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CRIT-GEOG-FORUM  January 2012

CRIT-GEOG-FORUM January 2012

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Subject:

Oxford Deserts Conf = CFP

From:

Troy Sternberg <[log in to unmask]>

Reply-To:

Troy Sternberg <[log in to unmask]>

Date:

Mon, 23 Jan 2012 18:25:10 +0000

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For all interested in deserts... 
 
 
The 2nd Oxford Interdisciplinary Desert Conference will take place on March 29-30, 2012. The event is for researchers and those interested in desert and dryland environments and societies. All fields are encouraged to participate in presentations, discussion and debate on dryland research. For more conference details, registration and abstract submittal please visit the conference website: http://www.geog.ox.ac.uk/news/events/deserts/  
 
2nd Oxford Interdisciplinary Desert Conference  
When: March 29th & 30th, 2012 
Where: School of Geography, Oxford University,UK 
 
The conference features a special afternoon on ‘T E Lawrence’s Oxford’ on March 28th. This event is co-sponsored by the Ashmolean Museum and the Bodleian Library and will include a private tour of their Lawrence-related collections. 
We look forward to seeing you at the conference. Please let us know any questions. 
 
Dr Troy Sternberg 
School of Geography 
Oxford OX1 3QY  UK 
44 (0) 1865 285070 
[log in to unmask], [log in to unmask] 
 
 
 
-----Original Message----- 
From: A forum for critical and radical geographers [mailto:[log in to unmask]] On Behalf Of Leila Dawney 
Sent: 23 January 2012 18:00 
To: [log in to unmask] 
Subject: CFP: “Common life: critical perspectives on authority, experience and community” 
 
Cfp: London Conference in Critical Thought June 29-30, 2012, Birkbeck Institute for the Humanities Stream title: “Common life: critical perspectives on authority, experience and community” 
 
Organisers: 
Leila Dawney, Goldsmiths, University of London Samuel Kirwan, University of Bristol Authority Research Network 
 
“Common life: critical perspectives on authority, experience and community” 
This stream will bring together perspectives, drawn from geography, sociology and political philosophy, in which questions of authority and its relationship to ‘common’ practices and techniques have been re-framed through the critical force of post-structuralist and new-materialist thought. In so doing it will seek to re-open a debate that has been largely ignored within the critical social sciences, namely the discussion of community, whose role within the highly normative, and influential, ‘communitarian’ literature of the 1980s and ’90s has left an enduring hostility within  such critical approaches to ‘positive’ accounts of collective action. 
Recent events such as the ‘riots’ of summer 2011 have led to a resurgence in debates around the loss of community and the problem of social cohesion. This debate has centred on an alleged ‘crisis of community’ defined by a ‘lack of authority’ – a lack of values, meaning and moral leadership within communities. The ‘big society’ political rhetoric raises similar questions about community formation in an atomised world. Finally, recent ‘occupy’ movements have brought contestations of the ‘common’ to the forefront of political debate.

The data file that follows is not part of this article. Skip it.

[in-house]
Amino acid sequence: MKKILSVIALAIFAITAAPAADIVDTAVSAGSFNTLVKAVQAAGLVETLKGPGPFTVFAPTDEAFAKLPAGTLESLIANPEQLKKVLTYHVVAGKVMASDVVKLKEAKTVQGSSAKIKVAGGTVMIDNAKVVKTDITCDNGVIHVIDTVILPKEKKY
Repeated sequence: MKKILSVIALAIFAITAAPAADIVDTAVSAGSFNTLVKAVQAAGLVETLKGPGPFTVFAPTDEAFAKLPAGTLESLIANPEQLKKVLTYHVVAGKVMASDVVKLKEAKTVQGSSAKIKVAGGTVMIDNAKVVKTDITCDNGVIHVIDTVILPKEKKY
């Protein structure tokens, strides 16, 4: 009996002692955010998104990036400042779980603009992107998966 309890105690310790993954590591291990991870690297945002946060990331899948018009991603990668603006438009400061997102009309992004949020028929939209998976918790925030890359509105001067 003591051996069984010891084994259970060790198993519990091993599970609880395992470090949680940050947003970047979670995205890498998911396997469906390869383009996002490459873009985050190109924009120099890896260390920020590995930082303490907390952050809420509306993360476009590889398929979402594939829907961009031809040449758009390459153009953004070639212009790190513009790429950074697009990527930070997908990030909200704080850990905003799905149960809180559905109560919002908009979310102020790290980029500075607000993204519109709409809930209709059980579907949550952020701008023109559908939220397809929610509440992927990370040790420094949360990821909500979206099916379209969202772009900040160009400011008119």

Media and political responses to the ‘crisis’ of authority have been divided between conservative voices that point to failures of parenting and values, especially amongst minority or deprived groups, and liberal voices that point to impersonal structural economic causes of unrest. Whilst both capture some truth about contemporary society, both ways of seeing exclude from view the very domain that is supposed to be at stake: shared life, the ‘common’. They divert attention from the practices of collective action in and upon the public, which is the domain of community life, in which authority is fostered and performed. 
This stream will bring together theoretical and empirical perspectives that elucidate such techniques for the production of authoritative claims upon, or challenges to, the common in contemporary societies. It will open a space for a critical academic language that does not abandon collective action, and respond also to worries that there has been a loss of the positive sense of the social in contemporary sociology and public discourse, demonstrating show how recent theoretical work on the ‘common’ can be of use in developing a reinvigorated account of the social. 
 
We welcome theoretical and empirical papers that address the above concerns, for example,  
•	Engagements with the work of Nancy, Ranciere and Negri  
•	New formulations of the idea of enclosure, the commons and the social 
•	Transindividual ontologies 
•	Collective practices and processes 
•	Collective political subjectivities 
•	Critical analyses of political/cultural discourse on authority, community and the commons 
 
Please submit abstracts of 300 words or less to [log in to unmask] stating that you are interested in submitting to this stream. See the conference’s website for further details about the conference and paper submission: http://londonconferenceincriticalthought.wordpress.com. Deadline for abstracts is 19th February 2012. 
 
For an informal discussion about the stream, feel free to contact Leila Dawney: [log in to unmask] 

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